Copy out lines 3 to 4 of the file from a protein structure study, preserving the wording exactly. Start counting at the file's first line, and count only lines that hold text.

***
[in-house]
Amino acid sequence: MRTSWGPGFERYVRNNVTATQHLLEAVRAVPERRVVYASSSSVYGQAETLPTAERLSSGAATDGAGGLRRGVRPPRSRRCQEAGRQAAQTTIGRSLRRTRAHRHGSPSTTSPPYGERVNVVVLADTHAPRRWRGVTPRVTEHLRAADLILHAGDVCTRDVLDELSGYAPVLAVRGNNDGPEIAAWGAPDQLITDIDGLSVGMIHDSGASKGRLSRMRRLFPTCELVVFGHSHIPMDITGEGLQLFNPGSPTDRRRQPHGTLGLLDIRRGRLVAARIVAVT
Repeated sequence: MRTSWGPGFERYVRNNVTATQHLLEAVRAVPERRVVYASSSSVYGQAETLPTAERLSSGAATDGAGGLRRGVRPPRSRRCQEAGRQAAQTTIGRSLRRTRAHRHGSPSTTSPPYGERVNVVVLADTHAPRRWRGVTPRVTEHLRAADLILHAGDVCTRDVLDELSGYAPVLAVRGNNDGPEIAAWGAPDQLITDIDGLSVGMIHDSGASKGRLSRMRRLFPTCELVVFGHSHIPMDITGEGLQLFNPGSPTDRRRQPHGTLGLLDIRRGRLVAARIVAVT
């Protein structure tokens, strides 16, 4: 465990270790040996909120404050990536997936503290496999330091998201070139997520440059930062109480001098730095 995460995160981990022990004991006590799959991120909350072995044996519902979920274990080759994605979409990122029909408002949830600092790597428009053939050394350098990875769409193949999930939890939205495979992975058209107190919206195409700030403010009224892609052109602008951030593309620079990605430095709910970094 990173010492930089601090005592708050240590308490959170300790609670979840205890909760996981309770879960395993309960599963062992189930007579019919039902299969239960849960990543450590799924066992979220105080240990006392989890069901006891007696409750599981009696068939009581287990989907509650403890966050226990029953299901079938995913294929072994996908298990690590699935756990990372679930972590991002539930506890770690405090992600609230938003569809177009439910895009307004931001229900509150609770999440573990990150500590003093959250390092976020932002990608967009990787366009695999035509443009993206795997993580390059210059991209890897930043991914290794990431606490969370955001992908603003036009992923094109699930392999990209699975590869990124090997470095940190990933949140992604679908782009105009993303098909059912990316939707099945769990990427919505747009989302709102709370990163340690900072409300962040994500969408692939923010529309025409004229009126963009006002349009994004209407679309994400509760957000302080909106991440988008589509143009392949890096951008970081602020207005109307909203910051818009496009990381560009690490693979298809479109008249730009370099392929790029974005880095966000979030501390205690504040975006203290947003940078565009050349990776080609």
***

Repeated sequence: MRTSWGPGFERYVRNNVTATQHLLEAVRAVPERRVVYASSSSVYGQAETLPTAERLSSGAATDGAGGLRRGVRPPRSRRCQEAGRQAAQTTIGRSLRRTRAHRHGSPSTTSPPYGERVNVVVLADTHAPRRWRGVTPRVTEHLRAADLILHAGDVCTRDVLDELSGYAPVLAVRGNNDGPEIAAWGAPDQLITDIDGLSVGMIHDSGASKGRLSRMRRLFPTCELVVFGHSHIPMDITGEGLQLFNPGSPTDRRRQPHGTLGLLDIRRGRLVAARIVAVT
């Protein structure tokens, strides 16, 4: 465990270790040996909120404050990536997936503290496999330091998201070139997520440059930062109480001098730095 995460995160981990022990004991006590799959991120909350072995044996519902979920274990080759994605979409990122029909408002949830600092790597428009053939050394350098990875769409193949999930939890939205495979992975058209107190919206195409700030403010009224892609052109602008951030593309620079990605430095709910970094 990173010492930089601090005592708050240590308490959170300790609670979840205890909760996981309770879960395993309960599963062992189930007579019919039902299969239960849960990543450590799924066992979220105080240990006392989890069901006891007696409750599981009696068939009581287990989907509650403890966050226990029953299901079938995913294929072994996908298990690590699935756990990372679930972590991002539930506890770690405090992600609230938003569809177009439910895009307004931001229900509150609770999440573990990150500590003093959250390092976020932002990608967009990787366009695999035509443009993206795997993580390059210059991209890897930043991914290794990431606490969370955001992908603003036009992923094109699930392999990209699975590869990124090997470095940190990933949140992604679908782009105009993303098909059912990316939707099945769990990427919505747009989302709102709370990163340690900072409300962040994500969408692939923010529309025409004229009126963009006002349009994004209407679309994400509760957000302080909106991440988008589509143009392949890096951008970081602020207005109307909203910051818009496009990381560009690490693979298809479109008249730009370099392929790029974005880095966000979030501390205690504040975006203290947003940078565009050349990776080609």